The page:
Tips for Buyer’s
Start with an honest self-assessment
- Do your homework. Take the time to really think through your needs, budget, ability, and then ascertain the criteria needed to assess the horse with a competent trainer and investigate “real market prices”.
Your trainer’s role
- Have your trainer prepared to travel with you to try the horse. Make sure your trainer has the ability to travel on short notice. If your trainer can’t travel, check to see that he or she can “evaluate” the horse over the phone by talking with the selling professional and or review video footage of you riding the horse posted online to help you be in a position to decide definitively yes or no.
Your veterinarian’s role
- If you are not buying locally and need the opinion of your vet, coordinate to have your vet available on standby at a prearranged time that coincides with the vetting scheduled at the farm where you are trying to horse. If your vet cannot be there for vetting, consult in advance as to what you both agree should be the required x-rays or other information that he/she will need to be comfortable about rendering an opinion and make sure this information is shared prior to the local vetting actually beginning. If possible see if the seller has access to a high-speed internet connection and can upload digital x-rays to the Internet for your vet to review while the local vet is still there. Make sure the local vet considered has digital x-ray capability too.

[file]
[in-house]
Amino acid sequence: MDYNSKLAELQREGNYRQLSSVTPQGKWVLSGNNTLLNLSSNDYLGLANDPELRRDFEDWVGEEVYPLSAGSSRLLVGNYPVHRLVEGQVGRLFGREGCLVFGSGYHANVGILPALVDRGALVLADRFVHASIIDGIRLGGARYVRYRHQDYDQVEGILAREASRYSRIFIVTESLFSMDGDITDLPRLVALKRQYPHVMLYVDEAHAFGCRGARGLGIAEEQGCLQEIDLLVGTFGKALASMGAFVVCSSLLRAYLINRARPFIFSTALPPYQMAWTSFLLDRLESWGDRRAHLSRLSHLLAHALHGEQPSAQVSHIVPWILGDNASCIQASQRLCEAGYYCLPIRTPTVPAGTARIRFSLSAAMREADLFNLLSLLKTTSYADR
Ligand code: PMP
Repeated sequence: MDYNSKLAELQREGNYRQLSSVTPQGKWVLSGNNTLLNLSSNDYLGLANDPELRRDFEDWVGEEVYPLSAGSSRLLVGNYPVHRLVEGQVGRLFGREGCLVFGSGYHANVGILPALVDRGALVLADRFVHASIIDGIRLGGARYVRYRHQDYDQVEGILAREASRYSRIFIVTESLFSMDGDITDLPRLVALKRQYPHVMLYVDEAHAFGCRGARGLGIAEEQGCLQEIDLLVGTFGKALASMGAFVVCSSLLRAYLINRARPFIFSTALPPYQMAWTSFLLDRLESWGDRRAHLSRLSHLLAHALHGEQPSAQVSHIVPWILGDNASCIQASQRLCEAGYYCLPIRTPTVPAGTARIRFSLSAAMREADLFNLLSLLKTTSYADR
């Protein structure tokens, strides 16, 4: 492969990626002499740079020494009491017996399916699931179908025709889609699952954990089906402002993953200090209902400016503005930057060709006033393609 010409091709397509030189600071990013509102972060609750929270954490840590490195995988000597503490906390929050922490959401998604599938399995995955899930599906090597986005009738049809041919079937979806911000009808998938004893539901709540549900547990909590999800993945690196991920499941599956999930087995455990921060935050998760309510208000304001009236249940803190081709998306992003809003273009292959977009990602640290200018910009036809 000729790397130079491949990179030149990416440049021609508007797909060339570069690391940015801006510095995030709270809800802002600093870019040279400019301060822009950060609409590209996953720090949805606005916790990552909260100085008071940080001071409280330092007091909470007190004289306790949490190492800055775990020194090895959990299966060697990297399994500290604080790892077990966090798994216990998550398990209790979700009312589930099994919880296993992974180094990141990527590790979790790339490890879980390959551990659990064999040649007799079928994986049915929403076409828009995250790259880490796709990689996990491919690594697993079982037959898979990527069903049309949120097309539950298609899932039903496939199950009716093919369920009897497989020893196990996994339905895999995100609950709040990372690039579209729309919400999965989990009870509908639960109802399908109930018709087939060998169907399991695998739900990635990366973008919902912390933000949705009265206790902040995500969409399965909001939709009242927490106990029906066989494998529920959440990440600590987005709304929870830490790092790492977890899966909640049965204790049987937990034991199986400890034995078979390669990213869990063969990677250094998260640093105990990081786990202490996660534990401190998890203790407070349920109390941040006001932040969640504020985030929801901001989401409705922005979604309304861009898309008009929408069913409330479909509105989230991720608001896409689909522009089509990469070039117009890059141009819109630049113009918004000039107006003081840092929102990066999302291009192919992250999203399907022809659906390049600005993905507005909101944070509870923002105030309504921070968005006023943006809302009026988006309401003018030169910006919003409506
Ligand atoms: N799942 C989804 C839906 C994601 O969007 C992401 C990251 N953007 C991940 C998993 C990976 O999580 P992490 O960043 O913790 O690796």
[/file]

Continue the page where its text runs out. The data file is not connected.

- Be realistic. No horse or vetting is going to be perfect. Careful examination of the market and your own self-examination to determine needs will give you a realistic idea about what to expect in the horses that ultimately meet your criteria.
Closing the deal
- Don’t haggle just for the sake of haggling. Everyone likes a “deal,” but if the horse is already priced correctly, you risk losing the horse of your dreams while you’re trying to shave a few dollars off the price.
- Be pleasant to deal with. This sounds simple enough, but it’s also a great negotiating skill. If you’re non-business like, a bullying, or rude buyer, your attitude can prevent you from getting your dream horse. Professional sellers know how to recognize demon buyers and will quickly dismiss you if they come to the conclusion wrongly or rightly that you are not serious or will be a royal pain in the _____. Owners selling for the first time are also quick to learn about time wasters. If you’re pleasant and easy to work with, it may even open the door to your dream horse. Why? If it’s a really good deal, the seller’s phone will be ringing and e-mails will be coming in. For any seller, it’s painful enough to part with his or her “baby,” so why deal with the extra misery of the difficult buyer?